Honeywell has issued lawsuits against 34 companies, including Dell, Apple, Nokia, Sony Ericsson, Fujitsu, Sony and Toshiba alleging LCD panels used in their products infringe a 1992 patent the company holds.
The IP in question, patent number 5,280,371, was granted in January 1994. The application was made in July 1992. It covers a LCD's "directional diffuser" - essentially the filter used in many LCDs to increase the angles at which the screen can be viewed.
It's a technique used throughout the LCD world, across a range of devices, such as notebook PCs, LCD monitors and TVs, PDAs, mobile phones, digital cameras and so on.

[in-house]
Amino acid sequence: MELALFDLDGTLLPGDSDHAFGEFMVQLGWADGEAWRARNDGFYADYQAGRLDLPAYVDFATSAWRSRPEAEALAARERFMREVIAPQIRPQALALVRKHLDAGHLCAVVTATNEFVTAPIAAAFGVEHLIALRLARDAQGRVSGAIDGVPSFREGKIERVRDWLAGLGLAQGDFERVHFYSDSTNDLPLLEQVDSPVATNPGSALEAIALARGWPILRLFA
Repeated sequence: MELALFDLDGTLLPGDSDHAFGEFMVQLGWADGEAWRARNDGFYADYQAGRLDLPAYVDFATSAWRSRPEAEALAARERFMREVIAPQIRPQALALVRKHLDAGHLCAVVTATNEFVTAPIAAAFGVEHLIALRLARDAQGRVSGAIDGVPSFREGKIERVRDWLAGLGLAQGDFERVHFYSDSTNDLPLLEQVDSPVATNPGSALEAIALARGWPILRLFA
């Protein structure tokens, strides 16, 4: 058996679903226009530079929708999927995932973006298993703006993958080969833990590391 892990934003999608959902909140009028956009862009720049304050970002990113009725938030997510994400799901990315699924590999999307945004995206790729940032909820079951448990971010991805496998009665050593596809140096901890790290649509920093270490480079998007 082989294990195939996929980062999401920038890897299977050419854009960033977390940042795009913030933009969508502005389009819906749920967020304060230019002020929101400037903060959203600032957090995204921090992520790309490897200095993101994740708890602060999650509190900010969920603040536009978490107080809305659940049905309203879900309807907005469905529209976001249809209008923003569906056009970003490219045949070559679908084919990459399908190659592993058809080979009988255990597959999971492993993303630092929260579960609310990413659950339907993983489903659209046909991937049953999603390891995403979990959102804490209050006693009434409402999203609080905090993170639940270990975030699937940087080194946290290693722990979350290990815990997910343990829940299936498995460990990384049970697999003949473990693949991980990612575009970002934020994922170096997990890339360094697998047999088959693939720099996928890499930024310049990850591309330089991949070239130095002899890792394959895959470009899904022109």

Anyone found to have infringed the Honeywell patent will have to face the company's demand for monetary damages and a ban on sales of infringing devices.
Not surprisingly, given the wide use of diffraction systems, Honeywell has already licensed its IP to major LCD manufacturers, including Samsung and LG Philips, the company said. Since many of the companies named in the suit don't actually manufacture LCDs themselves, it seems rather rum to sue them rather than their display component partners from whom they will have purchased LCD panels in good faith. And hopefully with indemnity against such action as Honeywell's.
Either way, it's not hard to imagine the likes of Apple, Dell, Nikon, Olympus, Fuji Photo Film, Casio, Kodak, and co. now rushing off to take up the matter with their suppliers. ®
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